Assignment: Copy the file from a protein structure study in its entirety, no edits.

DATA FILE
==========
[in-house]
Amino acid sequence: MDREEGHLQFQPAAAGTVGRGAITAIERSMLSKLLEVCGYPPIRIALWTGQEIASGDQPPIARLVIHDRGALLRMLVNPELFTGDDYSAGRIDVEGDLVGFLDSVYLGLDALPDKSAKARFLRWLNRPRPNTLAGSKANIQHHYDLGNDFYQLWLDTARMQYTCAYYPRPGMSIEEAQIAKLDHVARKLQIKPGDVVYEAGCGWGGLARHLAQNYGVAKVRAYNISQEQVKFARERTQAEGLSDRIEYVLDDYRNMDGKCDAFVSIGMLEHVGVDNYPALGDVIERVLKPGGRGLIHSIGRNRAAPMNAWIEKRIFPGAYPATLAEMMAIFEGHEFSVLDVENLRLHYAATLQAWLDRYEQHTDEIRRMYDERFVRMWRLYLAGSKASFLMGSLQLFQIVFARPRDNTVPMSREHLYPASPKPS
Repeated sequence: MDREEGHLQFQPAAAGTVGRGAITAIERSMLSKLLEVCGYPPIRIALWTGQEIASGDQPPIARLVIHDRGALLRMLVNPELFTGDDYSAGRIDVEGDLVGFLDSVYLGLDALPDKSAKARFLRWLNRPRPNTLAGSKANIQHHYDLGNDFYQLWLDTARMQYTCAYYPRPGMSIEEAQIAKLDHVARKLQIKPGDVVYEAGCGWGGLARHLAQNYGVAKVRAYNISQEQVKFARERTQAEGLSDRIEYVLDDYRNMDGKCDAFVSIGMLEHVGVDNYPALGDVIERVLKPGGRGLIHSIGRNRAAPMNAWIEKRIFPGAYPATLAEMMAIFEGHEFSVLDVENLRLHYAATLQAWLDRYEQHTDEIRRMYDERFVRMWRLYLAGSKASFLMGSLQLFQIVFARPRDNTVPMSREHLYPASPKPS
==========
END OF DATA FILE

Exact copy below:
[in-house]
Amino acid sequence: MDREEGHLQFQPAAAGTVGRGAITAIERSMLSKLLEVCGYPPIRIALWTGQEIASGDQPPIARLVIHDRGALLRMLVNPELFTGDDYSAGRIDVEGDLVGFLDSVYLGLDALPDKSAKARFLRWLNRPRPNTLAGSKANIQHHYDLGNDFYQLWLDTARMQYTCAYYPRPGMSIEEAQIAKLDHVARKLQIKPGDVVYEAGCGWGGLARHLAQNYGVAKVRAYNISQEQVKFARERTQAEGLSDRIEYVLDDYRNMDGKCDAFVSIGMLEHVGVDNYPALGDVIERVLKPGGRGLIHSIGRNRAAPMNAWIEKRIFPGAYPATLAEMMAIFEGHEFSVLDVENLRLHYAATLQAWLDRYEQHTDEIRRMYDERFVRMWRLYLAGSKASFLMGSLQLFQIVFARPRDNTVPMSREHLYPASPKPS
Repeated sequence: MDREEGHLQFQPAAAGTVGRGAITAIERSMLSKLLEVCGYPPIRIALWTGQEIASGDQPPIARLVIHDRGALLRMLVNPELFTGDDYSAGRIDVEGDLVGFLDSVYLGLDALPDKSAKARFLRWLNRPRPNTLAGSKANIQHHYDLGNDFYQLWLDTARMQYTCAYYPRPGMSIEEAQIAKLDHVARKLQIKPGDVVYEAGCGWGGLARHLAQNYGVAKVRAYNISQEQVKFARERTQAEGLSDRIEYVLDDYRNMDGKCDAFVSIGMLEHVGVDNYPALGDVIERVLKPGGRGLIHSIGRNRAAPMNAWIEKRIFPGAYPATLAEMMAIFEGHEFSVLDVENLRLHYAATLQAWLDRYEQHTDEIRRMYDERFVRMWRLYLAGSKASFLMGSLQLFQIVFARPRDNTVPMSREHLYPASPKPS